[Patterson, Robert, Jr. ]
(b Philadelphia, PA, July 1, 1935; d New York, NY, Aug 13, 2009). American jazz drummer. He learned congas from the age of nine and studied percussion while in the US Army (1952–5). After attending the Granoff School in Philadelphia, he worked in jazz and rhythm-and-blues bands and in 1963 moved to New York, where he was a key figure in the free-jazz movement, performing with Albert Ayler, Don Cherry, Sun Ra, and Archie Shepp. In addition he collaborated with John Coltrane, including the albums Expression and Interstellar Space (both 1967, Imp.), on which Ali’s performance displays the influence of Sunny Murray and Milford Graves. Ali also learned from Elvin Jones, with whom he competed for the drum chair in Coltrane’s band. In 1967 Ali worked in Europe with Niels-Henning Orsted Pedersed, studied with Philly Joe Jones, and worked at Ronnie Scott’s, London, with Jon Hendricks and Dave Holland. The following year he returned to New York, where he played with Sonny Rollins and Jackie McLean, and for five years from ...
(b Pontiac, MI, June 12, 1957). American jazz pianist and composer. She began classical piano study at age seven with Patricia Wilhelm, who also encouraged her interest in jazz. After graduating from Detroit’s Cass Technical High School in 1975 (where trumpeter Marcus Belgrave was one of her teachers), she studied with John Malachi at Howard University (BA 1979, jazz studies) and with Nathan Davis at the University of Pittsburgh (MA 1982, ethnomusicology). She also took private piano lessons with Kenny Barron in 1979. She moved to New York in the early 1980s, where she became a member of the M-BASE collective. Allen recorded her first album as a leader, The Printmakers, in 1984 (Minor Music). Since then she has performed on more than 100 recordings in a variety of capacities. She worked in trios with Ron Carter and Tony Williams (on albums such as Twenty One, 1994, Blue Note) and with Charlie Haden and Paul Motian (...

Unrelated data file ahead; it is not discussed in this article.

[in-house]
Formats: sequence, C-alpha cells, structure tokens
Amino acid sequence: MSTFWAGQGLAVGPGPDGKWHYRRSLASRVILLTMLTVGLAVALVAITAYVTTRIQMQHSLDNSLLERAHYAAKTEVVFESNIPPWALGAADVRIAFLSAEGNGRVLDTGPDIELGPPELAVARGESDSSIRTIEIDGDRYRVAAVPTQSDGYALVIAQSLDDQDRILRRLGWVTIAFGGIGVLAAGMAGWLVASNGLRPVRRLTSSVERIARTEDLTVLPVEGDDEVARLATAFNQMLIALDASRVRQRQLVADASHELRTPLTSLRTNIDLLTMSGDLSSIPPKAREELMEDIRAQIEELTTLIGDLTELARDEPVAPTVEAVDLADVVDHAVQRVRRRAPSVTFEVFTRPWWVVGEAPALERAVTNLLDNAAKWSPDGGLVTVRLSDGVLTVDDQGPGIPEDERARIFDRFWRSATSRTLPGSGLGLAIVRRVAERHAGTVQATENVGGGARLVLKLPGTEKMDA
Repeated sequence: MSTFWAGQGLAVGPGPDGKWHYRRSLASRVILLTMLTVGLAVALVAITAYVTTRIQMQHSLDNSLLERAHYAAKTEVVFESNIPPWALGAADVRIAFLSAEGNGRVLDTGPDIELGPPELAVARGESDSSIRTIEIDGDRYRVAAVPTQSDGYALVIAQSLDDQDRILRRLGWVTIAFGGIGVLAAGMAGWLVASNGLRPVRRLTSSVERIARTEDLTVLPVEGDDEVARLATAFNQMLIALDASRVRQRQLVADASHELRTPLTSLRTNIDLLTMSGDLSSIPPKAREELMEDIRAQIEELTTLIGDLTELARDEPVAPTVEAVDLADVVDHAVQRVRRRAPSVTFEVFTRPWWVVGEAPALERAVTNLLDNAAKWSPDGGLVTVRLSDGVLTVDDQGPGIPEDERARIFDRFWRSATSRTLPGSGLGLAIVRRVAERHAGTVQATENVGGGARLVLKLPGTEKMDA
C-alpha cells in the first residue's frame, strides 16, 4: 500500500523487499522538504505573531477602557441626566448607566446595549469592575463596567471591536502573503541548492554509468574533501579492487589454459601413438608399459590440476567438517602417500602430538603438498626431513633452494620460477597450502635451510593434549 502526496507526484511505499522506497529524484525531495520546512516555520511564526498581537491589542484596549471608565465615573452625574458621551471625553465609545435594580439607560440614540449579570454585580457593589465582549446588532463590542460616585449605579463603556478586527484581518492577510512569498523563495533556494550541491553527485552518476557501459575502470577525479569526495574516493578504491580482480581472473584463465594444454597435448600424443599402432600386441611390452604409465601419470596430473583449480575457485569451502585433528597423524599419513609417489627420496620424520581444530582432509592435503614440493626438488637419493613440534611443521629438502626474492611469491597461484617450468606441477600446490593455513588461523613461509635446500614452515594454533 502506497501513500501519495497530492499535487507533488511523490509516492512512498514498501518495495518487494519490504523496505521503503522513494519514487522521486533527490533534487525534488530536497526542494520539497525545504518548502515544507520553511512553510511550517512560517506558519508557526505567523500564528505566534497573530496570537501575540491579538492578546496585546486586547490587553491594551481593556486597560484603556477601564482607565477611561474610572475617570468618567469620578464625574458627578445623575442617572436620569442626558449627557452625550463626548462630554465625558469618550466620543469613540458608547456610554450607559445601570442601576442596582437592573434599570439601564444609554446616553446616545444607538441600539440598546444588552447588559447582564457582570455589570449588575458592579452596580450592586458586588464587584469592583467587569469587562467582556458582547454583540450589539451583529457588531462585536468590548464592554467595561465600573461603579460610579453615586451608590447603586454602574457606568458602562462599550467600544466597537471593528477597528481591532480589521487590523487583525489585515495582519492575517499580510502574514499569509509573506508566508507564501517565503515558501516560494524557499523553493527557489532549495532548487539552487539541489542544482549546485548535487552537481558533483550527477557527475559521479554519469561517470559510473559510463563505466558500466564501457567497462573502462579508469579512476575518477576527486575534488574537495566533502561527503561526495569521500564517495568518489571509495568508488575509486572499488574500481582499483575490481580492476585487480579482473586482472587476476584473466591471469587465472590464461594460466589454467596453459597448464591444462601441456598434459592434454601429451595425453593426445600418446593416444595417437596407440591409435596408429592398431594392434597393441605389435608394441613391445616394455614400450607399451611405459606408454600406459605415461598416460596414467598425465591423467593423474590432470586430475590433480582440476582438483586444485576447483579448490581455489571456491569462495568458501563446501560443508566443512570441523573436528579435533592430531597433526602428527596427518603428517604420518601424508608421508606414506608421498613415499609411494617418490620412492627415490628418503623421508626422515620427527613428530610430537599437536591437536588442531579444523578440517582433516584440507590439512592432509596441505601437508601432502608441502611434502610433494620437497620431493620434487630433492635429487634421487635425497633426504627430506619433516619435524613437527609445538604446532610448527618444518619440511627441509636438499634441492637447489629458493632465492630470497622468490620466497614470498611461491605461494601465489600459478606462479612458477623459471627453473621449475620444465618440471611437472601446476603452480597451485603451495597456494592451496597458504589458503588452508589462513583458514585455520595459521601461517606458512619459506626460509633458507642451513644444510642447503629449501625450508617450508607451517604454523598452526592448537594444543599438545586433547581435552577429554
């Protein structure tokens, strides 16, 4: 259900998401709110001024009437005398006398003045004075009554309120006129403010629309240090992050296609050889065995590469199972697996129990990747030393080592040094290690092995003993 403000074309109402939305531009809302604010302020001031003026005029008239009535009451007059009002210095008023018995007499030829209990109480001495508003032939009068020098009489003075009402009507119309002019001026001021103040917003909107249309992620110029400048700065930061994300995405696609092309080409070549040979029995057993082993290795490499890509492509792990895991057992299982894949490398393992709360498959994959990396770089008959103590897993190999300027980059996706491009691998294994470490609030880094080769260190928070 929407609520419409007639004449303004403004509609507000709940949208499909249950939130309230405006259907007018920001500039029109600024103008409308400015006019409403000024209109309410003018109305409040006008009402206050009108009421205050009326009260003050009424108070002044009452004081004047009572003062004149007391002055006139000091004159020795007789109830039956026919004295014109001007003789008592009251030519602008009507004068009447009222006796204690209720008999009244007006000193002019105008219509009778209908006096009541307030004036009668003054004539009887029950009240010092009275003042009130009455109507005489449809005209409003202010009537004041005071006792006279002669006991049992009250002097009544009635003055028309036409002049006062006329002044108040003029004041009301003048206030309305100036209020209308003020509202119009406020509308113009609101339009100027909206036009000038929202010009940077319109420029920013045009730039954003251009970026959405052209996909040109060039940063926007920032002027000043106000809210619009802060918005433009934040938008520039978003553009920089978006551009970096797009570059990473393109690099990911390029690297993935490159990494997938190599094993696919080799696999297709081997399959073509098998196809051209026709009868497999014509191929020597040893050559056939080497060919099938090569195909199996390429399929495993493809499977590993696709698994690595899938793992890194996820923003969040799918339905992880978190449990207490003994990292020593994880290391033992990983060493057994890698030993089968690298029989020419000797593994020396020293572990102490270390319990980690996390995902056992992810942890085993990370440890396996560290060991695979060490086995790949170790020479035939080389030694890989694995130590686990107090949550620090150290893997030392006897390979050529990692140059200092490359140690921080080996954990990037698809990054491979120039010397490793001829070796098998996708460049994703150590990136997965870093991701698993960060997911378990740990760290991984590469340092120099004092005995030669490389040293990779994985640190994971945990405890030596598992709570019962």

(b Louisville, KY, May 25, 1924). American alto saxophonist and bandleader. He began clarinet lessons when he was ten and later took up alto saxophone. After joining the US Army at 18 years of age, Allen performed in military bands and, while stationed in Paris, formed a trio with Art Simmons and Don Byas. Allen remained in Europe following his discharge, touring with James Moody and studying clarinet at the Paris Conservatory with Ulysse Delécluse. He returned to the United States in 1951 and led dance bands and worked as a composer in Chicago. After hearing a demo recording of Sun Ra’s Arkestra in a record store, Allen sought out the bandleader during a rehearsal and began an apprenticeship. He subsequently rehearsed with the Arkestra for more than a year before joining officially in 1958. His association with the ensemble has lasted more than 50 years.
Allen worked closely with Sun Ra for much of his professional career, composing for the bandleader and performing both in concert and on more than 200 albums; he even shared a house with him. Alongside John Gilmore Allen anchored the reed section, adding flute, clarinet, oboe, and in later years wind synthesizer. He invented the morrow, a woodwind instrument combining a saxophone mouthpiece with an open-holed wooden body, and learned to play and build the kora, a West African multi-string instrument. Allen rarely worked outside the Arkestra, although he made a notable recording with Paul Bley (...
[Stephen Valentine Patrick William]
(b New York, NY, Dec 16, 1921; d Encino, CA, Oct 30, 2000). American composer, radio and television personality, pianist, singer, and comedian. The son of Belle Montrose and Billy Allen, both of whom worked in vaudeville, he moved from place to place as a child, attending many schools for short periods of time. He played piano from an early age, although his musical training was mainly informal. He began a professional career in Los Angeles as a disc jockey on radio during the 1940s, then turned to television in the 1950s; he established himself as a comedian, and often played the piano during his shows, improvising jazz and singing his own songs. Among the musicians who appeared with him regularly was the vibraphonist Terry Gibbs. Allen’s most popular television program was “The Tonight Show,” which he began broadcasting locally in New York in 1953, subsequently leading it to nationwide success the following year. Allen performed the title role in the film ...